While commercially available graphene can be made from the bottom-up via chemical vapor deposition (CVD) — which is commonly referred to as CVD graphene — most of the graphene available on the market is created by breaking down graphite into graphene.
These processes make up most of the few-layer, multi-layer, and graphene nanoplatelets on the market today, and the adoption of graphene we have seen so far wouldn’t have been possible if it weren’t for an already established graphite industry.
While there a number of different ways in which graphene can be created from graphite, one thing that is clear, is that the large-scale production of graphene is going to rely heavily on the graphite industry unless other large-scale (and commercially viable) production methods are found.
Even though the graphene industry currently needs the graphite industry, the graphene industry presents a great opportunity to the graphite industry as well.
Aside from graphite being used in products directly, the potential raw material sales from graphite to graphene manufacturers could be huge, especially if graphene gets widely adopted across many end-user markets.
So, it’s in the best interest of both industries to work well together and find synergistic relationships that benefit both industries.
I recently caught up with Dan Kenny, the Marketing & Product Manager at Asbury Carbons, to see how the graphite and graphene industry are working together to make this happen, and what can be done in the future to better facilitate this relationship (and the supply chain) as graphene gets adopted in more commercial products.
From Dan’s comments, the relationship between the US graphite and graphene industry is already good, as a relationship has been built up over the last few years through collaborative approaches.
A close working relationship is key to any collaboration. As graphene expands into new markets, scaling up production and avoiding any issues within the supply chain could be brought about by a close graphite-graphene industry relationship.
Dan suggested that while it’s the graphene industry’s part to ensure that they have credibility in terms of their ability to produce graphene and enhance the performance of an application, the role of the graphite industry is to “learn the needs, understand the pain points, and educate ourselves on how best to serve the graphene industry, while providing access to our technical resources to help engineer solutions”.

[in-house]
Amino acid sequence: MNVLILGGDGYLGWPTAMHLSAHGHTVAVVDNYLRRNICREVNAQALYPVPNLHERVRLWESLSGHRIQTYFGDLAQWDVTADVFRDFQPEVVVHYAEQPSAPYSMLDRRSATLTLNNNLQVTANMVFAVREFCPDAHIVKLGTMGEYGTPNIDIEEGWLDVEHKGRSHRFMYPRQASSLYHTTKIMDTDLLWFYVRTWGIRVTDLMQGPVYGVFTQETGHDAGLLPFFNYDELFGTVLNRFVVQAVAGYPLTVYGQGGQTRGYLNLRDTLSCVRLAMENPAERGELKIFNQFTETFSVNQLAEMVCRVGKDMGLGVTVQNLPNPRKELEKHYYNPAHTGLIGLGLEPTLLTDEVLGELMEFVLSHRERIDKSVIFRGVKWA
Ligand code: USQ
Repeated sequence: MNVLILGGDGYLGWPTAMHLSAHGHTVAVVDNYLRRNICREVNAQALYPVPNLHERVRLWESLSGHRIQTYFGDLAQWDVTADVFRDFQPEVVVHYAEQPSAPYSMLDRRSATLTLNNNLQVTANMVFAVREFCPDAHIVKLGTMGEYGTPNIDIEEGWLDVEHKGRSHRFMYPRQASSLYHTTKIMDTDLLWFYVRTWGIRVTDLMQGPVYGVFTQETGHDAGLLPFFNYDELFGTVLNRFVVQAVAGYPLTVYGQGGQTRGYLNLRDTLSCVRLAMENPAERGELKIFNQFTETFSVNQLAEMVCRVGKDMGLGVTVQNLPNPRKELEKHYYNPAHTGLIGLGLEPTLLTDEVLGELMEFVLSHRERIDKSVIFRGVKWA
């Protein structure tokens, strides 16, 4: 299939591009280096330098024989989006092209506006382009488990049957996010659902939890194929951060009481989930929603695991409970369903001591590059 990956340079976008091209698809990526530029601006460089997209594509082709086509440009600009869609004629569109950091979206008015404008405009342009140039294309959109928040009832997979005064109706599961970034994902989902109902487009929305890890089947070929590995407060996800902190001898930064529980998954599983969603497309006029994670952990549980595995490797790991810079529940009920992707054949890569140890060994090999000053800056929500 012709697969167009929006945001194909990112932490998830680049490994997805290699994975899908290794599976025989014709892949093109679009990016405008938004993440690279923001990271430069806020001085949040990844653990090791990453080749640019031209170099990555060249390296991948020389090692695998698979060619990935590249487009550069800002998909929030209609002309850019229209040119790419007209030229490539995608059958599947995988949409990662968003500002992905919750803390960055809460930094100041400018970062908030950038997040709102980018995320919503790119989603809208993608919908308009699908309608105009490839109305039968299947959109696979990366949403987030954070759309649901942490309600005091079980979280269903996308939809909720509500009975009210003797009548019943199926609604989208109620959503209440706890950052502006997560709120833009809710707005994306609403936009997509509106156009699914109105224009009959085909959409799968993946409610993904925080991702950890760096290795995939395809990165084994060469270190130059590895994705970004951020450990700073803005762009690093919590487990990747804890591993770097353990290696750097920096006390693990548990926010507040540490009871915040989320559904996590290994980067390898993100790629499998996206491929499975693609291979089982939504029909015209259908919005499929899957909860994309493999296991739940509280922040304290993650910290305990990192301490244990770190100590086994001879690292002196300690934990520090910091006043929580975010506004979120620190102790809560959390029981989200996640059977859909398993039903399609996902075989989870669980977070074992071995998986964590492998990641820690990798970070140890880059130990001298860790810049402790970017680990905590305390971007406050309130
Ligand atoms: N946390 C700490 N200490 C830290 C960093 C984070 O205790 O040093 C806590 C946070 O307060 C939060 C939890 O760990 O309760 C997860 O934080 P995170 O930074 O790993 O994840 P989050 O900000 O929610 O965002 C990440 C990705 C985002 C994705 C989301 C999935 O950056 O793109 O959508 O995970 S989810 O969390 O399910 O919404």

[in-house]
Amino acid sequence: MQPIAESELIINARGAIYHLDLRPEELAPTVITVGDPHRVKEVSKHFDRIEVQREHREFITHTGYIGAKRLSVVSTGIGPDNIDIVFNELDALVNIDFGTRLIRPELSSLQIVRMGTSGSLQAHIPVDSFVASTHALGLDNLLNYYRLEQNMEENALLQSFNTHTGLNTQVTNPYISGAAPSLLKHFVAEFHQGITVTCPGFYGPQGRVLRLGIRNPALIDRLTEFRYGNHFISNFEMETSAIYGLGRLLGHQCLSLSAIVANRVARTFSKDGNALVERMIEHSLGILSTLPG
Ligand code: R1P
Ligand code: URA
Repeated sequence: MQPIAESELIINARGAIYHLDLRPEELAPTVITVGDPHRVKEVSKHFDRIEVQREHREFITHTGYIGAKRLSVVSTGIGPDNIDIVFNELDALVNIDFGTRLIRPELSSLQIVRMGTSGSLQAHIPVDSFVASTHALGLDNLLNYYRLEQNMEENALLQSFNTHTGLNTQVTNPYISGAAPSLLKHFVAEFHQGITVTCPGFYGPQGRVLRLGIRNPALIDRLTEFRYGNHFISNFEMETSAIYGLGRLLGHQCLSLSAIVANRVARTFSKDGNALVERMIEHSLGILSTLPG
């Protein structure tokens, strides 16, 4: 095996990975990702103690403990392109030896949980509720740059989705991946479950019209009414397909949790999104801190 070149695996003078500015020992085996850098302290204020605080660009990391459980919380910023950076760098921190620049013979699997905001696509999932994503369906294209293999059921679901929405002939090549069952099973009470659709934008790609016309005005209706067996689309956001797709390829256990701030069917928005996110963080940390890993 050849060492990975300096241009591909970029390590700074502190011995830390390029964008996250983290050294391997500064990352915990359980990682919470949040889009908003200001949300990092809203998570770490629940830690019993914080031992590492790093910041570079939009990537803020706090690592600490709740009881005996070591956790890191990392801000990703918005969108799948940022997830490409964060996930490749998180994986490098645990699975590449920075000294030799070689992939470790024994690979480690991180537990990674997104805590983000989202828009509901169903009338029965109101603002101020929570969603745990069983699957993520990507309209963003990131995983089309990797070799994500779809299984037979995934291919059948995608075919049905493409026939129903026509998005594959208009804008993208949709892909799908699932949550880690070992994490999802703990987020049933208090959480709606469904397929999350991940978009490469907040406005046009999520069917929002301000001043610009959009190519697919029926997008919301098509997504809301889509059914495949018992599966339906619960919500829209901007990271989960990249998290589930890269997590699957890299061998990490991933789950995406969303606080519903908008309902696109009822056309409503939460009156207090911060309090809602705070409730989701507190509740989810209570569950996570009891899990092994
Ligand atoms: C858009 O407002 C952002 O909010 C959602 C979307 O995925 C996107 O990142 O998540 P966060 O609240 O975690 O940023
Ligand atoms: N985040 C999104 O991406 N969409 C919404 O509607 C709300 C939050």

We’re not yet at the point where demands are being made for large volumes of graphene.
While many companies can produce large amounts of graphene, doing so on a regular basis for consumer products, without compromising on quality, is going to be key if we are to see a global adoption of graphene in different products.
Dan mentioned that many of the successful graphene companies in existence today have managed to find unique solutions to real problems, particularly among the manufacturing industries (such as coatings and thermoset composites).
Going forward, some of these solutions are going to need five metric tons a year of raw graphite, whereas others may only need five thousand, and the graphite industry will need to ensure that it can support the graphene industry based on the needs of each application.
As the industry matures, ensuring that there is a robust supply chain—from raw material to end product—is going to be key to maintaining confidence in graphene-based products.
Naturally, there are some things that can cause potential supply chain issues, and this has been demonstrated throughout 2020 by the coronavirus pandemic.
Pandemics and natural disasters, alongside political destabilization in some regions, are not things that can often be predicted and can play havoc with the supply chain.
There are also economic issues surrounding raw graphite suppliers that could be an issue at any point in time.
All these potential supply chain issues are something that will need to be planned for, and mitigated if possible, because if end-users cannot get hold of graphene, they will turn to other materials, and the chance to use graphene may be lost.
One of the pieces of advice that Dan gave (from the perspective of the graphite industry), is that the graphene industry should be careful that they don’t get stuck in a corner when sourcing raw materials.
To ensure this doesn’t happen, Dan suggested that the graphene producers should work with a graphite supplier that sources raw graphite from multiple places around the world (to avoid localized supply chain issues as mentioned above), and one that can scale to meet the requirements of future graphene products.
The first one is often overlooked but it key to ensuring that supply chain issues in localized regions (at any given time) do not affect the supply of graphene to end-users.
It’s a contingency plan for if anything goes wrong, and if 2020 has shown us anything, it’s that these issues can happen at a moment’s notice, so both the graphite and graphene industries need to be aware and prepared.
The graphite-graphene industry relationship is already an important one.
As we start to see a greater adoption of graphene, this relationship and collaborative effort is going to become even more important and could be the difference between graphene being used across many markets Vs being used in a few specific application areas.
As these situations develop, associations such as NGA2D and the Graphene Flagship will also have to play a key role to help facilitate commercialization efforts, educate end-users, and ensure that graphite suppliers are kept up to date with the latest issues.
So, it’s a relationship that we will all likely play a role in going forward if graphene is to reach its full potential, but the foundations are already in place for moving forward thanks to the efforts which have been made in both industries.